“Why two builds so fast back to back?! As you probably know, we validate builds that we produce in internal rings where they’re used by engineers in OSG and Microsoft. If they pass all of our criteria we make them available to Windows Insiders, first to Fast and then to Slow once we know it’s a stable build. We’d been using 10158 for almost a week and knew it was going to be a strong build, and the data backed that up so we released it yesterday. Hot on its heels though was build 10159, which in addition to more fixes (over 300 of them!), took in one very interesting change. We didn’t want to wait with 10158 so we went ahead and released that build while we were still evaluating 10159. As it turns out though, 10159 is also a great build and passes our criteria for the Windows Insider Fast ring.”

It’s clear that Microsoft is in bug hunting mode and will be, I think, releasing a number of bug fix builds to Fast Ring Insiders as they approach 2015-07-29. I think it’s going to get VERY busy for Windows Insiders on Fast Ring as bugs are resolved and the Windows 10 Development Team requires feedback and input on bug resolution.

If you’re still on Build 10130 and in Fast Ring, you likely may not see Build 10158 and instead will see Build 10159. That’s normal behavior, and should be ok. If you’re downloading Build 10158 when Build 10159 is pushed out, you may get see error 0x80246017. If that happens, reboot your PC and open Windows Update again; and this should resolve the issue.

Insiders should know that Build 10159 also has the Windows Hero wallpaper that was shown off a few days ago (as of this writing). Other than that and the bug fixes, Insiders should not expect to find any new features or functionality.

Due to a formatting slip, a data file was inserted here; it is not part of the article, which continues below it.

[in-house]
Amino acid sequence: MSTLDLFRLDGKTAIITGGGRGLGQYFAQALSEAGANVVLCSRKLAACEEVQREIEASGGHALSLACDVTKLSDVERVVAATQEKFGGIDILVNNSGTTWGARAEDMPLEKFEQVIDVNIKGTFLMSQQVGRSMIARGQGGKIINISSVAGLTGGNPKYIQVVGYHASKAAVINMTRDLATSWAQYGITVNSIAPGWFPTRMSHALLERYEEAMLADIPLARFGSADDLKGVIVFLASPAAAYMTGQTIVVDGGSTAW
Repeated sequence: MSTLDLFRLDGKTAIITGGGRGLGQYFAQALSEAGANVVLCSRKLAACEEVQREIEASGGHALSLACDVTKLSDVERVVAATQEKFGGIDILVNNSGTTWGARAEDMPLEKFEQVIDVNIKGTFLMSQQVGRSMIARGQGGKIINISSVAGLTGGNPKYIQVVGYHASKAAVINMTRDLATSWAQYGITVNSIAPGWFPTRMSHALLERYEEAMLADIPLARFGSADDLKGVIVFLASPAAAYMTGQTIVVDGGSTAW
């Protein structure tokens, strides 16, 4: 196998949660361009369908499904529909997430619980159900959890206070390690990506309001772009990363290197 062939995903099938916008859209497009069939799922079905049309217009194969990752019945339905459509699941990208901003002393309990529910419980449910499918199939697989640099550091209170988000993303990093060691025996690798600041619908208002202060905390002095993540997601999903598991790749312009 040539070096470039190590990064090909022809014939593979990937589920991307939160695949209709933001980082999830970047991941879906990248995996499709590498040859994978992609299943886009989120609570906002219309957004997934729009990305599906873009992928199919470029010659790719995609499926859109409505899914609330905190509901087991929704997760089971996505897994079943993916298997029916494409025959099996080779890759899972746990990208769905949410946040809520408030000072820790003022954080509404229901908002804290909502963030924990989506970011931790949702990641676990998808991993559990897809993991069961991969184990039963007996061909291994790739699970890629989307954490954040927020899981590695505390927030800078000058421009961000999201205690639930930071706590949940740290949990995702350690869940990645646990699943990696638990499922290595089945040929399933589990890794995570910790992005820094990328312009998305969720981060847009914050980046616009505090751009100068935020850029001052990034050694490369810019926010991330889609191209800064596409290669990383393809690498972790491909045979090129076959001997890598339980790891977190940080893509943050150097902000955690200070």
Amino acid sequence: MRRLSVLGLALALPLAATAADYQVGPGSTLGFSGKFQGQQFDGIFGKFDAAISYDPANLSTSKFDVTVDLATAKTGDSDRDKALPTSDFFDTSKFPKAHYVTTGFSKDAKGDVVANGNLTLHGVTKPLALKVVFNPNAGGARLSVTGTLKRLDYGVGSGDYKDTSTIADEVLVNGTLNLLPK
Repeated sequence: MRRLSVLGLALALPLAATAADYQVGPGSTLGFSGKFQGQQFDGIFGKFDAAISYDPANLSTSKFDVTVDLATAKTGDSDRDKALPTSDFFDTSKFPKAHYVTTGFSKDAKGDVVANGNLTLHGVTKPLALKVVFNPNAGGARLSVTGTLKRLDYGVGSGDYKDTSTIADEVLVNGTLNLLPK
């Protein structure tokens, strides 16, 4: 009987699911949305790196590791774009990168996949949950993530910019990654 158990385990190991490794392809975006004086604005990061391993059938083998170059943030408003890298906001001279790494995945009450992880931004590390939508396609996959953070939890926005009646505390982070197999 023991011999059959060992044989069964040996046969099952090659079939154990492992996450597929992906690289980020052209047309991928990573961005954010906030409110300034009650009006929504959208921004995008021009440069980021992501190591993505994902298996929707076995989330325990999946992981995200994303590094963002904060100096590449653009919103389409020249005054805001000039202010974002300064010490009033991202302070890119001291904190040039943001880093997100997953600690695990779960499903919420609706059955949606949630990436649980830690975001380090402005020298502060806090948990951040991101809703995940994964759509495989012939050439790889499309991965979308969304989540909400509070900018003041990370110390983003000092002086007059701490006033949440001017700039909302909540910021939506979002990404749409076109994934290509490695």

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Pebble Time – Times Up

Here are my first (and likely last) impressions of the Pebble Time.
Pebble Time
Introduction

I’ve been a fan of Japanese anime and the like since I was a kid.  One series, however, Johnny Sakko and His Flying Robot was a favorite of mine when I was a kid, growing up in suburban Pittsburgh, PA for a couple of key reasons –

  1. It came on right after Ultraman
  2. Some of the tech it used – like a radio watch that allowed the story’s lead, Johnny, to control the actions of a towering, giant, defense robot – were pretty cool (especially for the late ’60’s and early ’70’s).

The concept behind the watch wasn’t completely new.  Dick Tracy has been using a radio watch to communicate with his team since the comic series launched in October of 1931.  However, it is a total geek-gasm, and it’s totally cool, especially since, we now possess THAT specific technology today.

In this light, I’ve approached my big writing project this summer – my Wearables Roundup – with a great deal of enthusiasm. I love gadgets, and I most especially love gadgets that I can take nearly everywhere with me.  Here’s what we’ve got so far in the series:

I’m still working through a lot of metal gyrations with the Apple Watch.  There’s good and bad there, and it’s going to take a little bit of time to work through a supportable position on it. (Yes, it’s totally cool, but why is it totally cool; and what (if any) is a compelling reason to buy one…?  I’m working on that…)

You may recall that I was – and in many ways still am – a big fan of the Pebble Steel.  Has that changed?  Does the Pebble Time improve on what Pebble and Pebble Steel introduced to the market? Let’s dig up our smartwatch review topics and find out.

Hardware

In many ways, the Pebble Time should be considered the baseline of all smartwatch hardware. It could be because they were one of the first modern smartwatches to hit the market, filling a gap vacated by the exit of the Microsoft SPOT Watch, first introduced to a short, four year lifespan back in 2004.  They continued to be supported three years beyond their death in 2008, finally losing support for their services on 2011-12-31. It could be because  – that’s all that it really does – the baseline of what many smartwatches really are capable of…but I’m getting ahead of myself.

The hardware for the Pebble Time has the following basic specifications:

  • Dimensions: 40.5×37.5×9.5 mm